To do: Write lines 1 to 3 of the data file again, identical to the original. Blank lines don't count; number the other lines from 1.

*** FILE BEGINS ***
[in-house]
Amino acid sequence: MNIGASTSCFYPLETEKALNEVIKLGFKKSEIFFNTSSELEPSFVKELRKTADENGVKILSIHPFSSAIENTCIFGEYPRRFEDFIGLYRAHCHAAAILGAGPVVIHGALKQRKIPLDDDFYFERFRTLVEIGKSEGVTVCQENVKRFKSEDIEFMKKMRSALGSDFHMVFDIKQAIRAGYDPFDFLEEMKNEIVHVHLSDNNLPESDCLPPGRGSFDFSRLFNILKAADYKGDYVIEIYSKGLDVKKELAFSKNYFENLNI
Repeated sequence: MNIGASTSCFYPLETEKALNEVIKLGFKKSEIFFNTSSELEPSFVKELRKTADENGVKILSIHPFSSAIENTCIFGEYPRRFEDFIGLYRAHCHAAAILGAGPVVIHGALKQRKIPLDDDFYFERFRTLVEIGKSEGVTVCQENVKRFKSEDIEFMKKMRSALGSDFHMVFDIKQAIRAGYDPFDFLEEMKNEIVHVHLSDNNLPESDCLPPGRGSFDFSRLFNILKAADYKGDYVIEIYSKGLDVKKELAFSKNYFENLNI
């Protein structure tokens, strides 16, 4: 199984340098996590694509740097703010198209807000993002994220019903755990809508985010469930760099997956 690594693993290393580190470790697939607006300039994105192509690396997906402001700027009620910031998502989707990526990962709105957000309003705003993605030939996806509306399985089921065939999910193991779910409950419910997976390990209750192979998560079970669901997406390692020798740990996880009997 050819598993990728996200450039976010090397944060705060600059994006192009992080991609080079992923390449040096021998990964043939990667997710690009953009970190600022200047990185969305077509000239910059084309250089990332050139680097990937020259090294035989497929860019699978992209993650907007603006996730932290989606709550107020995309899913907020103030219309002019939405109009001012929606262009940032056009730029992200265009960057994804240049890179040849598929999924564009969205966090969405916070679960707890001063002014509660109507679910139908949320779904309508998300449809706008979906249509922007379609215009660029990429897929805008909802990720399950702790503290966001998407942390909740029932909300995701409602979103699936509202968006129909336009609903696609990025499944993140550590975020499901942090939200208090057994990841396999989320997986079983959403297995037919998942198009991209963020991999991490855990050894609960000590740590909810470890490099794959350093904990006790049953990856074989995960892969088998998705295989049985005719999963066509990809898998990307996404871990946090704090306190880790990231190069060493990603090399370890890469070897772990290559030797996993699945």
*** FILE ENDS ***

[in-house]
Amino acid sequence: MNIGASTSCFYPLETEKALNEVIKLGFKKSEIFFNTSSELEPSFVKELRKTADENGVKILSIHPFSSAIENTCIFGEYPRRFEDFIGLYRAHCHAAAILGAGPVVIHGALKQRKIPLDDDFYFERFRTLVEIGKSEGVTVCQENVKRFKSEDIEFMKKMRSALGSDFHMVFDIKQAIRAGYDPFDFLEEMKNEIVHVHLSDNNLPESDCLPPGRGSFDFSRLFNILKAADYKGDYVIEIYSKGLDVKKELAFSKNYFENLNI
Repeated sequence: MNIGASTSCFYPLETEKALNEVIKLGFKKSEIFFNTSSELEPSFVKELRKTADENGVKILSIHPFSSAIENTCIFGEYPRRFEDFIGLYRAHCHAAAILGAGPVVIHGALKQRKIPLDDDFYFERFRTLVEIGKSEGVTVCQENVKRFKSEDIEFMKKMRSALGSDFHMVFDIKQAIRAGYDPFDFLEEMKNEIVHVHLSDNNLPESDCLPPGRGSFDFSRLFNILKAADYKGDYVIEIYSKGLDVKKELAFSKNYFENLNI